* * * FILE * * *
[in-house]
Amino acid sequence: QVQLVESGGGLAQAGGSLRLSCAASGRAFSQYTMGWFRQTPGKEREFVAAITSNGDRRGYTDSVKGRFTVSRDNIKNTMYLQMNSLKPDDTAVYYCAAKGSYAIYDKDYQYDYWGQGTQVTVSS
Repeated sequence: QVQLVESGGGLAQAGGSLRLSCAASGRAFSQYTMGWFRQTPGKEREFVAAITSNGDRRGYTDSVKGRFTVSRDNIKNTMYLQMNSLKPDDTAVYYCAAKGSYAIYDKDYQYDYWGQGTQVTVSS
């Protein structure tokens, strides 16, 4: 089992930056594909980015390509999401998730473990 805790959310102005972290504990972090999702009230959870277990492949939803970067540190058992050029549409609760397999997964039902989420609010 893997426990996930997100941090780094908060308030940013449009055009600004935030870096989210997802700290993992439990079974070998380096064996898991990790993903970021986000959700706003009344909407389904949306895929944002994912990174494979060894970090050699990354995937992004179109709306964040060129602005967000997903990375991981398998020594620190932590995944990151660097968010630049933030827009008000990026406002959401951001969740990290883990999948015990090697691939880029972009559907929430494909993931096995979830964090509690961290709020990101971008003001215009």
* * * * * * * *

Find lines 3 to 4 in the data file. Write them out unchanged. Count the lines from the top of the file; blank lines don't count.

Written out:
Repeated sequence: QVQLVESGGGLAQAGGSLRLSCAASGRAFSQYTMGWFRQTPGKEREFVAAITSNGDRRGYTDSVKGRFTVSRDNIKNTMYLQMNSLKPDDTAVYYCAAKGSYAIYDKDYQYDYWGQGTQVTVSS
């Protein structure tokens, strides 16, 4: 089992930056594909980015390509999401998730473990 805790959310102005972290504990972090999702009230959870277990492949939803970067540190058992050029549409609760397999997964039902989420609010 893997426990996930997100941090780094908060308030940013449009055009600004935030870096989210997802700290993992439990079974070998380096064996898991990790993903970021986000959700706003009344909407389904949306895929944002994912990174494979060894970090050699990354995937992004179109709306964040060129602005967000997903990375991981398998020594620190932590995944990151660097968010630049933030827009008000990026406002959401951001969740990290883990999948015990090697691939880029972009559907929430494909993931096995979830964090509690961290709020990101971008003001215009």